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VERIFY: How does inflation impact Americans?

Inflation in the United States is at a 30-year high-about 5%. Does it actually affect you?

WASHINGTON — As the economy continues to reopen, inflation is rising. New reports from The Federal Reserve show inflation going up at rates we haven’t seen in almost 30 years.

The current inflation rate is at 5%. That is the highest it’s been since 1992. But that doesn’t really explain it. You read terms like "inflation" and it can seem detached from your finances.  

The Question:

How does inflation affect you?

Our Sources:

Peter Ricchiuti, an economist from Tulane University. Shai Akabas, the director of economic policy from The Bipartisan Policy.

The Answer:

On items and goods you buy weekly or monthly, you will see a small increase of several cents.

What We Found:

To explain how inflation hits your wallet, we have to start with: What is inflation?

“Inflation is simply the prices going up for the things you buy,” Ricchiuti said.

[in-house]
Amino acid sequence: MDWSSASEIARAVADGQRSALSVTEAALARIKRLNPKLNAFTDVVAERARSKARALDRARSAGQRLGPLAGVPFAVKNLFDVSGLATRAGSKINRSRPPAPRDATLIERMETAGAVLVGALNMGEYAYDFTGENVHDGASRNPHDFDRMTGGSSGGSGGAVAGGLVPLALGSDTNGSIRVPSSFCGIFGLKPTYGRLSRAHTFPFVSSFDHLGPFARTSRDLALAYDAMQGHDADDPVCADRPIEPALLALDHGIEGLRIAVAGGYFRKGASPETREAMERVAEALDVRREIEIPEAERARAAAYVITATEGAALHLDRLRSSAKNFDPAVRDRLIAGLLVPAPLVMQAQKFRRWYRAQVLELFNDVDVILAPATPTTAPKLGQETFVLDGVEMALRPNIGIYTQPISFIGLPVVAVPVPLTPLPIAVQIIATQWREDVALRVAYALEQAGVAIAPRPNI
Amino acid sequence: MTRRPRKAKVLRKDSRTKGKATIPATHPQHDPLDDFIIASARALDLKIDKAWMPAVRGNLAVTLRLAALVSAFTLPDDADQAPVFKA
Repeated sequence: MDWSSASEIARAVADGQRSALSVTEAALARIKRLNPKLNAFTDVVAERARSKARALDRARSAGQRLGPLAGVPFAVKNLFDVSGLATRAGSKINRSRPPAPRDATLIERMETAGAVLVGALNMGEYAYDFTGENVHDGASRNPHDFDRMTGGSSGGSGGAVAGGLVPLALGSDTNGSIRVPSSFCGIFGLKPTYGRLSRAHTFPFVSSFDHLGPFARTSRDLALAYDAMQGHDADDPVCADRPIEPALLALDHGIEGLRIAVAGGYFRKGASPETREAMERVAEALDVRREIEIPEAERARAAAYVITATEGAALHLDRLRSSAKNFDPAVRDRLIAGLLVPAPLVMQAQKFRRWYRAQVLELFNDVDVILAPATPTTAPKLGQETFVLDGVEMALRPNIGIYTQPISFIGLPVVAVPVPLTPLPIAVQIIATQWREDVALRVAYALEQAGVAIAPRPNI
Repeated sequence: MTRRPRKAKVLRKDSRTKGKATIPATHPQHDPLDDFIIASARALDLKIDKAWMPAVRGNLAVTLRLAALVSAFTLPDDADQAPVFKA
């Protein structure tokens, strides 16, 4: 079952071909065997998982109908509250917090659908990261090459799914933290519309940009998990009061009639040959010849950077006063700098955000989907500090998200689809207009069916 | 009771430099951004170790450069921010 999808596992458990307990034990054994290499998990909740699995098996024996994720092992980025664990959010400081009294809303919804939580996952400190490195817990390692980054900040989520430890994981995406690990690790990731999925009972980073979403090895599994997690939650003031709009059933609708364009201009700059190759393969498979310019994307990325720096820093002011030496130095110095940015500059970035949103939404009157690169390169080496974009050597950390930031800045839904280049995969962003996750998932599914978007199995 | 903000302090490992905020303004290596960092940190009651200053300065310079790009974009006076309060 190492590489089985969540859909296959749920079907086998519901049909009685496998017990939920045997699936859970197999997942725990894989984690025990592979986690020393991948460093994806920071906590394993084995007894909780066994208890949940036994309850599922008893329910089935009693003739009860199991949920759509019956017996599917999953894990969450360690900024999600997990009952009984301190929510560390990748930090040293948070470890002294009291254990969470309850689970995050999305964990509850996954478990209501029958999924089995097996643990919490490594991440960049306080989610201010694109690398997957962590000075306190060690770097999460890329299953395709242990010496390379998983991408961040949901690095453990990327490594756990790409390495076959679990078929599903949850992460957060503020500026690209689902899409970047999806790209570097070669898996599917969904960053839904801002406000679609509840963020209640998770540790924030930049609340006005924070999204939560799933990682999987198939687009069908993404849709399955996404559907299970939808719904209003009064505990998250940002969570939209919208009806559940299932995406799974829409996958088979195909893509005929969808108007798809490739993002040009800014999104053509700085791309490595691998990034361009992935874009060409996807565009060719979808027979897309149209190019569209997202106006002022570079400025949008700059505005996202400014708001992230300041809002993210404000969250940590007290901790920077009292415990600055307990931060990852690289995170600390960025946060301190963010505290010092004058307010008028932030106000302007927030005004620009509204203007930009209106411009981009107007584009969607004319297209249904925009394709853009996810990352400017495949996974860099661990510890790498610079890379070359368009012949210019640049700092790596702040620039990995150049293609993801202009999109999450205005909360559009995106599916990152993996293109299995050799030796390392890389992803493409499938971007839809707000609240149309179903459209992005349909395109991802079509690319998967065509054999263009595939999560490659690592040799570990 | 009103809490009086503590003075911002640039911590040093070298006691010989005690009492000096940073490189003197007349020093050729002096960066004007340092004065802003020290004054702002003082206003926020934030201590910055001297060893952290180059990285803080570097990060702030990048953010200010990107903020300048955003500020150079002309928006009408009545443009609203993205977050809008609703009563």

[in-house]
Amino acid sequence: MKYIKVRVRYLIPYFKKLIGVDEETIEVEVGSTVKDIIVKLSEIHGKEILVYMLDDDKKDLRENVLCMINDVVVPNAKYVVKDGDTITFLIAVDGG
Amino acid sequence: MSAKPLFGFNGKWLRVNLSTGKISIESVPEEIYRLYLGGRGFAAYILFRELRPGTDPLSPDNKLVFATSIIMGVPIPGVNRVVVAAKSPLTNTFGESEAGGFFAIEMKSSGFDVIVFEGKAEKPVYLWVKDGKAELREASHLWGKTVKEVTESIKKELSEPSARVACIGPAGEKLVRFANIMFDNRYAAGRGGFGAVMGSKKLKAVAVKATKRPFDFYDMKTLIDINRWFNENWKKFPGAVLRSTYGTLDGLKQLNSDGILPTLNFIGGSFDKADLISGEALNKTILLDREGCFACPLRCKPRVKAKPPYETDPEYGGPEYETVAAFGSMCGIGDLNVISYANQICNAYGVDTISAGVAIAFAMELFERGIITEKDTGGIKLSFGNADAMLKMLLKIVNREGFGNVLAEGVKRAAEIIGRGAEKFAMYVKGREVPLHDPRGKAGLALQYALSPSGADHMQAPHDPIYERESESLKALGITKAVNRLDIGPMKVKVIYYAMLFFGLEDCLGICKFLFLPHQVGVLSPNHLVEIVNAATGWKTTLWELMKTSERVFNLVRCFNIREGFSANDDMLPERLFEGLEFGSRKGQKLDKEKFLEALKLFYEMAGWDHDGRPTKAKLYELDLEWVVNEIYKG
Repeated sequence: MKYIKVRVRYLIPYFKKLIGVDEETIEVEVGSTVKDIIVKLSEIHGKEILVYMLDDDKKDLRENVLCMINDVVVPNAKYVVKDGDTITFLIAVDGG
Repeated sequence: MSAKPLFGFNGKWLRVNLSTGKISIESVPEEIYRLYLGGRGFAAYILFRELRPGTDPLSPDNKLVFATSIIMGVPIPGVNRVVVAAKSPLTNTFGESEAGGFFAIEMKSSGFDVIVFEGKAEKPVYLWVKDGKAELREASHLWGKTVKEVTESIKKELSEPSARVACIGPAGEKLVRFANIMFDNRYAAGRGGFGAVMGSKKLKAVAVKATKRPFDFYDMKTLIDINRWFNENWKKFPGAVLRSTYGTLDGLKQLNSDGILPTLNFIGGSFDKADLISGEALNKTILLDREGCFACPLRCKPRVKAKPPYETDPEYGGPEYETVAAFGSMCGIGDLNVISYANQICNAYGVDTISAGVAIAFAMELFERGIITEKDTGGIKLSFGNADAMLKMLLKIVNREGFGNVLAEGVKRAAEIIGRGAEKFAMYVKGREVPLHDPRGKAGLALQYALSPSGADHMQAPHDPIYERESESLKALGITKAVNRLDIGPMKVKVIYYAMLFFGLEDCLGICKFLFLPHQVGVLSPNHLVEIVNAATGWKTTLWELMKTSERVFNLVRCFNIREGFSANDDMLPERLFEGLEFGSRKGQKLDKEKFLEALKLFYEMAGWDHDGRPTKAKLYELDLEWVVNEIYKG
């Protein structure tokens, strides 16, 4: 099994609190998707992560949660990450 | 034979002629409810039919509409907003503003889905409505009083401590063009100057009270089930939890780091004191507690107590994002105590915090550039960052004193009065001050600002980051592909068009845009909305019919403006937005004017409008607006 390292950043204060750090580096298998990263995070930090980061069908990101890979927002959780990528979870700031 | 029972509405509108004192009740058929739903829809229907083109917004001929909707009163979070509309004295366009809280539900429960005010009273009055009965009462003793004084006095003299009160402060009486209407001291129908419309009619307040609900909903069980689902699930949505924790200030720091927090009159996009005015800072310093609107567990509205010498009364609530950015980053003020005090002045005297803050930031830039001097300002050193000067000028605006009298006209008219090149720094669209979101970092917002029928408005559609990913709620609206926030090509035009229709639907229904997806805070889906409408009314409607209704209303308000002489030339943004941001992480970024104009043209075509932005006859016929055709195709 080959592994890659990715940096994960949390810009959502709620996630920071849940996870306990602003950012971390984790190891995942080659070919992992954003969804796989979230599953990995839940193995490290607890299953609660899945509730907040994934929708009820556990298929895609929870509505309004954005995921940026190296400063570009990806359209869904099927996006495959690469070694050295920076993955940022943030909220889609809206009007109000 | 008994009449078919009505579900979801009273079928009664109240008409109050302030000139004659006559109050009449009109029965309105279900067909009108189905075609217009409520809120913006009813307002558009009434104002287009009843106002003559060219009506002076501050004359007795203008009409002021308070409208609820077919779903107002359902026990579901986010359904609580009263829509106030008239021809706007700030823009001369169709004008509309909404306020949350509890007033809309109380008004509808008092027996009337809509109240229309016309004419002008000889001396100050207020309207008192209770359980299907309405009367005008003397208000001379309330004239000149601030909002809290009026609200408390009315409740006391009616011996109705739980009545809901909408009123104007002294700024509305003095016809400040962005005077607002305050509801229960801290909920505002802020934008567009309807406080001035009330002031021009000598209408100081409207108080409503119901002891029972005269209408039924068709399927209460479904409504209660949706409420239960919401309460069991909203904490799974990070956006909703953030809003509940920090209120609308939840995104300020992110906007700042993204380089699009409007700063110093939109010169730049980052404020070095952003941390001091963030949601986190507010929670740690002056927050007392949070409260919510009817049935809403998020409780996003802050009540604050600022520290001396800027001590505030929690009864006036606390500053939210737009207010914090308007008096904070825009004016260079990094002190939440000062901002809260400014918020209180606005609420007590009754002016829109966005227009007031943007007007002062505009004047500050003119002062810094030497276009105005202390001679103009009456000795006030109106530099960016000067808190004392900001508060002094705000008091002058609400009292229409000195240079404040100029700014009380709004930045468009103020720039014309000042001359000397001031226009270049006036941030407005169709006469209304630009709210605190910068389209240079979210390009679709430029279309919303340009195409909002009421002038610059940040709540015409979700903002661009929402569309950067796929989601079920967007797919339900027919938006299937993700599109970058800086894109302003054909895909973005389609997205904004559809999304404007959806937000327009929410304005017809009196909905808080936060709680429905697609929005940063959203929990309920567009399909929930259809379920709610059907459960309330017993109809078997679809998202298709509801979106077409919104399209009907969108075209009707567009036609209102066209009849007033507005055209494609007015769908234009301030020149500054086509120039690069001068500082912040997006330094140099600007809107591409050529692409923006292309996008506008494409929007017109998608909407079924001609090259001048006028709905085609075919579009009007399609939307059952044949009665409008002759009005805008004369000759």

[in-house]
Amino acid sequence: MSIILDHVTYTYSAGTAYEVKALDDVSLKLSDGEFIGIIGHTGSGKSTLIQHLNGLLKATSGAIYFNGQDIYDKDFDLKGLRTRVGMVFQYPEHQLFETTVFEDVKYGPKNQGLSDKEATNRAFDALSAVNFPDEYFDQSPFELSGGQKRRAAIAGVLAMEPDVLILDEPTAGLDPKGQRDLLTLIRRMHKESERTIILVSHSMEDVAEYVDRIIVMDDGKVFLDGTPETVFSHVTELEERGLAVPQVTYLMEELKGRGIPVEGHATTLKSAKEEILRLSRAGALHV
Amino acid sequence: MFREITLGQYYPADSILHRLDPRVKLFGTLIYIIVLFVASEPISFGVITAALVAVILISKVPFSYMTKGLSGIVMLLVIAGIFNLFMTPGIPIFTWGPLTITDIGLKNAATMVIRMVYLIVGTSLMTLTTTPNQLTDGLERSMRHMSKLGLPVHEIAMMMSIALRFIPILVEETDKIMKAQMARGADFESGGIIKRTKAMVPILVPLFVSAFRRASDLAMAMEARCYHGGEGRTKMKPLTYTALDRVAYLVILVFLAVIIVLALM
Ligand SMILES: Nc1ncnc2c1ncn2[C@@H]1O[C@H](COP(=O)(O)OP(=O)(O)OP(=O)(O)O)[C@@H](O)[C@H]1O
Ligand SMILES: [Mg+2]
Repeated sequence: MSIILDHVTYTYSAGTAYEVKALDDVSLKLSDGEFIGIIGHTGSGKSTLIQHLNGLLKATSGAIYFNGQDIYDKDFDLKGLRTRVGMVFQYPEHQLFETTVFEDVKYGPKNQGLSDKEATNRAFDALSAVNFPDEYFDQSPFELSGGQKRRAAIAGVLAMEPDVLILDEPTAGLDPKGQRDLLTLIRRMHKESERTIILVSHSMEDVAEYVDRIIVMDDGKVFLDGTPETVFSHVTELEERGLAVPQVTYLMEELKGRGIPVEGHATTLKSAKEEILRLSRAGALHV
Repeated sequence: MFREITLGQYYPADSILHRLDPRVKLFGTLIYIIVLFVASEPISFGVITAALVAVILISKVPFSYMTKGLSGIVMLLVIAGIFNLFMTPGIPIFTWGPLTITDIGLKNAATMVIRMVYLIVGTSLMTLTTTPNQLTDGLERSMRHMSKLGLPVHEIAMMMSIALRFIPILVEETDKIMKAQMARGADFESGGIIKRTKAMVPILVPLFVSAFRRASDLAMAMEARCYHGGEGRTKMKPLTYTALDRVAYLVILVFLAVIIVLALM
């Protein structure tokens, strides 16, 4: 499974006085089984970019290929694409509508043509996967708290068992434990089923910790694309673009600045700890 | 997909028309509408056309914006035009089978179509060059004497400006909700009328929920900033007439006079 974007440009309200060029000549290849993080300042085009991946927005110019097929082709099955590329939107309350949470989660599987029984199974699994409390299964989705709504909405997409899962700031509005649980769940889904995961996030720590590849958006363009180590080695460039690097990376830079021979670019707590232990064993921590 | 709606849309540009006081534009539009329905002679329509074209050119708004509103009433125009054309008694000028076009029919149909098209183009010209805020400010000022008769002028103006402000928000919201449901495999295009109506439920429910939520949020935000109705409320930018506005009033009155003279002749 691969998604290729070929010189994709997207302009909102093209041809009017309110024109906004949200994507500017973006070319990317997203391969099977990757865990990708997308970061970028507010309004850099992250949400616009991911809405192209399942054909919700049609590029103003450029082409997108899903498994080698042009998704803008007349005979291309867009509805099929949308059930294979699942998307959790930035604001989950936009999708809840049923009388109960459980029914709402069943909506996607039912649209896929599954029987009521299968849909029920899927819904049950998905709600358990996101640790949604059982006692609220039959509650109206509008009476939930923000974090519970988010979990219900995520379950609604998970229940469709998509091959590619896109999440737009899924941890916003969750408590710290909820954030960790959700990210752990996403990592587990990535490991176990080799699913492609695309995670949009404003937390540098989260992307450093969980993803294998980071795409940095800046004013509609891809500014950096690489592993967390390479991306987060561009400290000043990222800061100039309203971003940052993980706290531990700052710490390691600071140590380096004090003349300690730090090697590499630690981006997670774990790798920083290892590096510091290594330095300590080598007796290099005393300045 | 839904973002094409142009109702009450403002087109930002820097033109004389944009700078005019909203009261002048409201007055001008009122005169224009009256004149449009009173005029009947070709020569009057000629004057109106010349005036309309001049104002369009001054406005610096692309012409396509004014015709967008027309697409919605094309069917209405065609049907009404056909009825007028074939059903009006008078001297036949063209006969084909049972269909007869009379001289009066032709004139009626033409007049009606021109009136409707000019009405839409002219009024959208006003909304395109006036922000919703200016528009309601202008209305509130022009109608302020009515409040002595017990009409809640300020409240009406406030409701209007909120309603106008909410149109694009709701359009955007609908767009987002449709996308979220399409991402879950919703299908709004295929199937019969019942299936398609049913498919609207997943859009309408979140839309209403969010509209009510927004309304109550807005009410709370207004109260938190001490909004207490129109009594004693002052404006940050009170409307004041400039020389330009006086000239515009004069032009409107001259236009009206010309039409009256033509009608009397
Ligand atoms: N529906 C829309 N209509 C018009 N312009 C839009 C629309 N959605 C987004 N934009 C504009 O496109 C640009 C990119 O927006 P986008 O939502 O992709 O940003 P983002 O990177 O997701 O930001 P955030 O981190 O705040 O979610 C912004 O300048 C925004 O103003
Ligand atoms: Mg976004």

“Another way to think about inflation is the $20 bill in your pocket can't buy quite as much as it could a year or two years ago,” Shai Akabas said.

Economists calculate inflation by averaging the cost of goods across the board and comparing it against previous years.

“That doesn't mean that everything you're buying has gone up by 5%,” Akabas said. “It probably means that some of the things that you bought in the grocery store that used to be $3.99 are now $4.49.”

Our experts pointed out the slow reopening of the economy is primarily driving this inflation.

“When you look at some areas where there have been supply chain issues because production had ramped down during the course of the recession and the pandemic and now needs to ramp back up,” Akabas said.

In short when there’s low supply combined with high demand then prices go up.

“The things you recognize as prices going up are things you buy a lot, and you're very, very familiar with the price of these items,” Ricchiuti said.

Experts said while you might start seeing some prices go up by a few cents, that doesn’t mean everything will.

Both of our experts said this rise in inflation is not a point of concern yet. As supply starts to meet demand, they expect prices to go down.

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